Should be an interesting week...

Sunday 23 July 2023

2 Sense: RBA changes, construction costs calming & students swamping cities

Australian Property Podcast

This week on the Australian Property Podcast, Batesy and I discussed construction cost woes, international students pouring in, and all change at the RBA.

Tune in here (or click on the image below):

You can also watch on YouTube here (or below):

Saturday 22 July 2023

Post-pandemic Principle #6: Locational freedom as a digital nomad!

Digital nomads

In the next short blog post and video in this mini-series, I take a look at locational freedom as a digital nomad.

Check it out here (or click on the image below):

Thursday 20 July 2023

Record low unemployment rate for NSW

Unemployment holds firm

One of the most watched numbers in the economy - the unemployment rate - held firm at 3.5 per cent in June.

The trend rate of unemployment has been 3.5 per cent for the past 11 months. 

Total employment record a solid increase of +32,600, although the population increase is also much faster now.

Over the year total employment increased by 3 per cent to above 14 million, so there were very few signs of material deterioration here yet. 

New South Wales continues to power along, with a strong monthly increase in employment taking the unemployment rate down to a record low of just 2.9 per cent.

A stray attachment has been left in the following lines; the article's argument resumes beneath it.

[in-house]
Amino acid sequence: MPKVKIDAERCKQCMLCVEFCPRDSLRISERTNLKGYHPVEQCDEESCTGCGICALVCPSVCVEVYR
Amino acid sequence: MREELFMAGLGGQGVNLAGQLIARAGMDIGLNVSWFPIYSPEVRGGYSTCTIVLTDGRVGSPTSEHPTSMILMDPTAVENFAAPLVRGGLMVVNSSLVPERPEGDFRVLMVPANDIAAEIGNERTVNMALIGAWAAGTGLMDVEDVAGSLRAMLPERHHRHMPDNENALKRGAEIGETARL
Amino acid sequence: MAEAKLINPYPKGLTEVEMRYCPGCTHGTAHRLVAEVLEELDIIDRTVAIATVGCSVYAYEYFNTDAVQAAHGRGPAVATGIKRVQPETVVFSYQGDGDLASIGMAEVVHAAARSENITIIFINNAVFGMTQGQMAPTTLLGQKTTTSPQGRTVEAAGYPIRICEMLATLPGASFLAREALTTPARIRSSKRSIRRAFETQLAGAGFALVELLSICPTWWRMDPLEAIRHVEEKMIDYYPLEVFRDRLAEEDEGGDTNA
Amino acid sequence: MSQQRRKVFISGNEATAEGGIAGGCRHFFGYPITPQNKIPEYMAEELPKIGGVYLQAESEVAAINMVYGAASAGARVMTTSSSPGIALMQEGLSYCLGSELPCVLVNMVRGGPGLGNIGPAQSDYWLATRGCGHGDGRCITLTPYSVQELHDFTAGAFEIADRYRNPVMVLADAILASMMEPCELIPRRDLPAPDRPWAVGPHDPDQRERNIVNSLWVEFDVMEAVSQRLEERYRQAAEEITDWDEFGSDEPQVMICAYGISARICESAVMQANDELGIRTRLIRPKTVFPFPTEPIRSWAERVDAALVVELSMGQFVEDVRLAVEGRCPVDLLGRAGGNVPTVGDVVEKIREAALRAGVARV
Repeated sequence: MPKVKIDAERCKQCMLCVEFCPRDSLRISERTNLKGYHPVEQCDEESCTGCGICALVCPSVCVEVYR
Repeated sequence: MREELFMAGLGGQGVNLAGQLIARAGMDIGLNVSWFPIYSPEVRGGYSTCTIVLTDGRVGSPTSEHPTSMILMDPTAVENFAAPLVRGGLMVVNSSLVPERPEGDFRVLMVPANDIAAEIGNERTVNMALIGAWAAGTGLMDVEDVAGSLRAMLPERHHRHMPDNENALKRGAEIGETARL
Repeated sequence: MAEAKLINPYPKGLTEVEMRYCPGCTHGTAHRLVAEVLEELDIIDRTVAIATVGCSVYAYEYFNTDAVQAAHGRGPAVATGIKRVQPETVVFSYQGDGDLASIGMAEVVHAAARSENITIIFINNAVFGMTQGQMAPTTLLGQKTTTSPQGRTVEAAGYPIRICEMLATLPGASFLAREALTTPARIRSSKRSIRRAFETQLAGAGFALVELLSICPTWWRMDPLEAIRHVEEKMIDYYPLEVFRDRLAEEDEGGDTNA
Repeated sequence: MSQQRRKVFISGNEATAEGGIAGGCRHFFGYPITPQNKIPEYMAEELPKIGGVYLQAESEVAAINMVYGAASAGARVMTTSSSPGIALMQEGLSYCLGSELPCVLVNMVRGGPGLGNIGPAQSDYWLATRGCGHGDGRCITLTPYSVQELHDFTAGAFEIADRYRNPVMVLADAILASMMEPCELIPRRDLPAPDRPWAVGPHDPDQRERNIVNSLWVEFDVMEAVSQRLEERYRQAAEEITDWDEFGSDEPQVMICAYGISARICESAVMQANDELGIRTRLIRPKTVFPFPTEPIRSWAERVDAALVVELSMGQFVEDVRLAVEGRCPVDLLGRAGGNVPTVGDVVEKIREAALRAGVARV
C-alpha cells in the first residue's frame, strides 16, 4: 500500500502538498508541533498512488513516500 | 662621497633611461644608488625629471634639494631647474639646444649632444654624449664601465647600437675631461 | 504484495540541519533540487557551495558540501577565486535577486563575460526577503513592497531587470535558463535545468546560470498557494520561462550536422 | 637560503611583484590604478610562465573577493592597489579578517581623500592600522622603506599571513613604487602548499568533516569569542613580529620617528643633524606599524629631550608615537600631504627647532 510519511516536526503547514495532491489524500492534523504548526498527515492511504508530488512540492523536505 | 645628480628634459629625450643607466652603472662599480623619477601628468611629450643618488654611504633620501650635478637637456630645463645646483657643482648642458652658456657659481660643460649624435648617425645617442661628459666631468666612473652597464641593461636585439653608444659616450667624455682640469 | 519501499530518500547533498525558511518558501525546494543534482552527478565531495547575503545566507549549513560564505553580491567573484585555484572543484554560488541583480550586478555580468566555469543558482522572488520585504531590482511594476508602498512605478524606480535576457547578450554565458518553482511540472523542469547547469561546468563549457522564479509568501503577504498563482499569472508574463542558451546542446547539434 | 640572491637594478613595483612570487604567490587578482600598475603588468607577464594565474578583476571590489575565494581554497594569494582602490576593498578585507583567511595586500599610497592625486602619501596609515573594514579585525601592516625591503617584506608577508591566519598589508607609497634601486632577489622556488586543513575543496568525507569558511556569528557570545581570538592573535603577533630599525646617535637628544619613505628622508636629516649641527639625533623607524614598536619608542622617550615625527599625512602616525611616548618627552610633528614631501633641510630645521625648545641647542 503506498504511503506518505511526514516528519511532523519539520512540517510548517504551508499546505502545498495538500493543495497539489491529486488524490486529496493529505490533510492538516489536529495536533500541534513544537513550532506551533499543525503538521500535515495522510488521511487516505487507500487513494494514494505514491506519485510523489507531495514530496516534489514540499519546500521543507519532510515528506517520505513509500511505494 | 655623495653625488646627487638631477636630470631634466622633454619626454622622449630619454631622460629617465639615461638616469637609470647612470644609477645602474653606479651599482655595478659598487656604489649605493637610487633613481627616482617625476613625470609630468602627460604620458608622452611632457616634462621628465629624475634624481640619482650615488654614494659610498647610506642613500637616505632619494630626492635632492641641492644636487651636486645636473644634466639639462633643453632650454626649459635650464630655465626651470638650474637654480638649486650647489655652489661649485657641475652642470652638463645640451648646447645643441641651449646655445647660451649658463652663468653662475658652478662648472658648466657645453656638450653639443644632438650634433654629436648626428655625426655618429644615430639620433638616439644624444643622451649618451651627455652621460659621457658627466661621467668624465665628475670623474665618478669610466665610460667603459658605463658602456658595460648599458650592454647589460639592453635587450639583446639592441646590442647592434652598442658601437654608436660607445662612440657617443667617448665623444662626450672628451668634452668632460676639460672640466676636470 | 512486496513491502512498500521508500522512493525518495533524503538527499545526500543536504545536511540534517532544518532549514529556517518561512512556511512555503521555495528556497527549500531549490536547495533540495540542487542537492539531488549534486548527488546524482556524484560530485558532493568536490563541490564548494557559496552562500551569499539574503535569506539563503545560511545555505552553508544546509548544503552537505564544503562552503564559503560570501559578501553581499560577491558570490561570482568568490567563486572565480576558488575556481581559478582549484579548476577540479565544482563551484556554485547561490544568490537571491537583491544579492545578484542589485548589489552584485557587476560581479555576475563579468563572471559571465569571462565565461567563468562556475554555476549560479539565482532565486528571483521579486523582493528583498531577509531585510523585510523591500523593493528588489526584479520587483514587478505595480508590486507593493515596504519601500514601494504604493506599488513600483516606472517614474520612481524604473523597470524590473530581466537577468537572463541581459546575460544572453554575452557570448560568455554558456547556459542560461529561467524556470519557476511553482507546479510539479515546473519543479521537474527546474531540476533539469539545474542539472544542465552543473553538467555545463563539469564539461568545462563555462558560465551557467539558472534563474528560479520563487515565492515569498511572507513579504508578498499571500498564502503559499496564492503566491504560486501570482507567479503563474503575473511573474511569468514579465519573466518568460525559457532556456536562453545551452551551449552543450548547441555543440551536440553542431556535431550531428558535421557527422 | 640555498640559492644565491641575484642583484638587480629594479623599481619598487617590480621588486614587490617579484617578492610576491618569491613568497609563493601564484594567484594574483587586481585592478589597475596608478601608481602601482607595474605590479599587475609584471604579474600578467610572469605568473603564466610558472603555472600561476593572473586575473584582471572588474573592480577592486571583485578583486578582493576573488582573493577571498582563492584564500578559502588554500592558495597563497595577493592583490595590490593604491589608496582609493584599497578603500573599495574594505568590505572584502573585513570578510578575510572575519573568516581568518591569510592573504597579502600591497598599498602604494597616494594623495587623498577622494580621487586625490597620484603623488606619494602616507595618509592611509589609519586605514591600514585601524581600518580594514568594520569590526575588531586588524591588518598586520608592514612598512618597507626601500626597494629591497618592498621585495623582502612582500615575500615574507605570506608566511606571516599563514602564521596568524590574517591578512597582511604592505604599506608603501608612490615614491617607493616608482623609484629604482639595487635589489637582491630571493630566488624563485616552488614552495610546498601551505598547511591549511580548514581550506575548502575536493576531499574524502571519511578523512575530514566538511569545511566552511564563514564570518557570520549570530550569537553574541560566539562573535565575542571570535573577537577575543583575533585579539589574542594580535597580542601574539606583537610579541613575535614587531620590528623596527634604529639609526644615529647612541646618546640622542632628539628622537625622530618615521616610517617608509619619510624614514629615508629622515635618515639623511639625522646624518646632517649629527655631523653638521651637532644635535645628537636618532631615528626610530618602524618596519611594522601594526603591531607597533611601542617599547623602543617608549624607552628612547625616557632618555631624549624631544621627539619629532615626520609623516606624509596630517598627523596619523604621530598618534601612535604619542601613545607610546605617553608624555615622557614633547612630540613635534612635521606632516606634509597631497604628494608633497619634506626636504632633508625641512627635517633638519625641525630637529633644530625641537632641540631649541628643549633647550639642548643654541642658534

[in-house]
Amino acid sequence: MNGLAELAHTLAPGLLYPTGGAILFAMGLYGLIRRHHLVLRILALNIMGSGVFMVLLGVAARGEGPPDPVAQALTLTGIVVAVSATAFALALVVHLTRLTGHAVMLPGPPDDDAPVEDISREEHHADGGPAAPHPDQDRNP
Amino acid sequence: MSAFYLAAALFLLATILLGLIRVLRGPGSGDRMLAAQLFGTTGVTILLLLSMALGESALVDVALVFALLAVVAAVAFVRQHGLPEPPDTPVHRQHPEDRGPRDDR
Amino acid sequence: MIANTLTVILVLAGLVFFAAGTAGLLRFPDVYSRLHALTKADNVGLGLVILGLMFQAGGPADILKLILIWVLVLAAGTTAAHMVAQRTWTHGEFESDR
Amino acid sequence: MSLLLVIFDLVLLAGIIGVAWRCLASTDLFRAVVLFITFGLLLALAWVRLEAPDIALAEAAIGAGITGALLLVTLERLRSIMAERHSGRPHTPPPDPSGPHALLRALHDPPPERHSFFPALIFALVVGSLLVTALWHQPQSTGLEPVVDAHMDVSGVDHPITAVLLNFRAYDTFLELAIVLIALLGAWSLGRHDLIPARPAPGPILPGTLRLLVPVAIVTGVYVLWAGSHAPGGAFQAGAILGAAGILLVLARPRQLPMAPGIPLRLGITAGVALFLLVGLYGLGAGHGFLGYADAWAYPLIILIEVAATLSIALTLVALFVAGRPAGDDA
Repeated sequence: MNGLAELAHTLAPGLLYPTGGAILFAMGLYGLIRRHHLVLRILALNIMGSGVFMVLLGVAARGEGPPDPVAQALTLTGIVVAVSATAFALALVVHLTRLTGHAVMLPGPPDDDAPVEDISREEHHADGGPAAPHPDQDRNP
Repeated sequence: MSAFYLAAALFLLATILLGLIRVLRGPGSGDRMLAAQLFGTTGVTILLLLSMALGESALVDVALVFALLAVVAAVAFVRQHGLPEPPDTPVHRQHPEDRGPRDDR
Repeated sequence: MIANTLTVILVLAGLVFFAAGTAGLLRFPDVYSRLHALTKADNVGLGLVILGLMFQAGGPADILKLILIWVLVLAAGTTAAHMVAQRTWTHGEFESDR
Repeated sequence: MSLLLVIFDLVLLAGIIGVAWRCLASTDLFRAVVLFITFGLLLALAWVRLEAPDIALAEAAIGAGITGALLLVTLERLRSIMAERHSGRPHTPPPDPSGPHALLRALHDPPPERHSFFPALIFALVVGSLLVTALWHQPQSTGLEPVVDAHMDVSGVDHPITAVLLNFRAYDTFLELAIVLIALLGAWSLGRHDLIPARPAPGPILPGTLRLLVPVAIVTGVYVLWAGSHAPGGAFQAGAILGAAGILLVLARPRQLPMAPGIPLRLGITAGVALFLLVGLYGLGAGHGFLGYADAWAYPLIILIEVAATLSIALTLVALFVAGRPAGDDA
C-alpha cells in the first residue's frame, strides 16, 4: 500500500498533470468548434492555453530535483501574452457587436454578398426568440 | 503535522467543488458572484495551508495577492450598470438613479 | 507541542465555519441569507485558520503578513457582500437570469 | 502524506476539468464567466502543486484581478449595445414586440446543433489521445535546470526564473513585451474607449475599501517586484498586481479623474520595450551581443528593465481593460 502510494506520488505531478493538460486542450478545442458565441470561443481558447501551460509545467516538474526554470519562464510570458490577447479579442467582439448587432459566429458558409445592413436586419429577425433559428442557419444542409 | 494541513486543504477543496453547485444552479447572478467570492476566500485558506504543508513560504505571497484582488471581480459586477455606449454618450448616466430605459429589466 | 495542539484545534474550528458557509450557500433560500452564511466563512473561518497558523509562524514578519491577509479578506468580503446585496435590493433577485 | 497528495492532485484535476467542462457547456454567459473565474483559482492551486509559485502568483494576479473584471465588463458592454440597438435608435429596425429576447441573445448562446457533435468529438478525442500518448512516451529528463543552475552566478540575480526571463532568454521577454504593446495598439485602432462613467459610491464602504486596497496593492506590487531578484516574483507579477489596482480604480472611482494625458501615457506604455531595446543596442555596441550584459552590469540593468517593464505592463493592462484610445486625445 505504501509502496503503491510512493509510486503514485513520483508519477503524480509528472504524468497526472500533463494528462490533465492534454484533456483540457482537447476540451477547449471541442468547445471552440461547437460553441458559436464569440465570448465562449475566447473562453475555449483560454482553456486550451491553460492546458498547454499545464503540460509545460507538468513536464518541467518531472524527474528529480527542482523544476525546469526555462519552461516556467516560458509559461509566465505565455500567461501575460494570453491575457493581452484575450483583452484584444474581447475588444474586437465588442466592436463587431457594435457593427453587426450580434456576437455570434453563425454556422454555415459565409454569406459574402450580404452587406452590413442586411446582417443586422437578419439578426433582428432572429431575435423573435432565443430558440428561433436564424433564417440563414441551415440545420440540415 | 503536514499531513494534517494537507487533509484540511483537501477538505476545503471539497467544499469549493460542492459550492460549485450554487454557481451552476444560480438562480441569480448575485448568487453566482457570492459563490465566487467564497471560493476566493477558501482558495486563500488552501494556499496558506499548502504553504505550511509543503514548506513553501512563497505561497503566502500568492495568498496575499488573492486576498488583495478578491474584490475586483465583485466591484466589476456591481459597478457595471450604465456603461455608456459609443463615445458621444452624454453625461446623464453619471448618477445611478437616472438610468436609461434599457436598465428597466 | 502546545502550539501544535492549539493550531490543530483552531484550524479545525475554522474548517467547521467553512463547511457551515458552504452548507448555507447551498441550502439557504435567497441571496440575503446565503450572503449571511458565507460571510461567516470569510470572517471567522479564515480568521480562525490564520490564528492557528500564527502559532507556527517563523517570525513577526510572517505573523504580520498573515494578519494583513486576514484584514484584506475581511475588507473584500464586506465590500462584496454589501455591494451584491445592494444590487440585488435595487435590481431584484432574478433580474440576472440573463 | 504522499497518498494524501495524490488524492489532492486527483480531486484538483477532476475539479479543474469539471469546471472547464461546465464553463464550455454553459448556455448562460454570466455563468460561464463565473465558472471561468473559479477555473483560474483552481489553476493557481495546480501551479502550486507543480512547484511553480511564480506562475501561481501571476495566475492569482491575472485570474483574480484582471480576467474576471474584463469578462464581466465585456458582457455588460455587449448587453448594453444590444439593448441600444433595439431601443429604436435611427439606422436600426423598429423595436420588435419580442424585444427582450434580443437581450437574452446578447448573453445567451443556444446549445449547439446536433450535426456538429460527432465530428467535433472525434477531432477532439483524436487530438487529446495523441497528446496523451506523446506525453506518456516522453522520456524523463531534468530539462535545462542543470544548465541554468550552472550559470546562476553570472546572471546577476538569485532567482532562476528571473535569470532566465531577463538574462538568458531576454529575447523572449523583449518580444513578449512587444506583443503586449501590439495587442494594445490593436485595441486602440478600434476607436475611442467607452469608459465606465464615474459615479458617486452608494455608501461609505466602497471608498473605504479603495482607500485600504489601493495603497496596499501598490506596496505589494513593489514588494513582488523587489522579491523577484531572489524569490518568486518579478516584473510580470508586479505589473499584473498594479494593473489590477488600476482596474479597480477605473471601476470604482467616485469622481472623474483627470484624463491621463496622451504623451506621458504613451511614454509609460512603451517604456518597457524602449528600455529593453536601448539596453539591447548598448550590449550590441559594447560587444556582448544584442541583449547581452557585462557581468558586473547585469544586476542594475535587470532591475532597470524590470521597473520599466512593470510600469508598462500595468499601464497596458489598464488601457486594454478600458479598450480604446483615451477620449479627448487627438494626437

Source: ABS

The numbers weren't quite as strong as they first appeared.

The underemployment rate is now 6.4 per cent, having bottomed out in February at 5.8 per cent.

Source: ABS

The underutilisation rate at 9.9 per cent is also above the cycle lows of 9.4 per cent.

Source: ABS

Overall, very solid release, although employment growth will have to be very high to keep up with population growth from here, and forward-looking measures don't indicate that's likely.

With the New South Wales unemployment rate housing price forecasts for Sydney keep getting revised up...but we are seeing some weakness in other parts of the market.

All eyes will now turn to the June quarter inflation figures, with headline inflation expected to fall from 7 per cent to 6.3 per cent, and core inflation likely to drop to 6 per cent, with the pace continuing to moderate from here on out. 


James Foster chimes in with the detailed report here.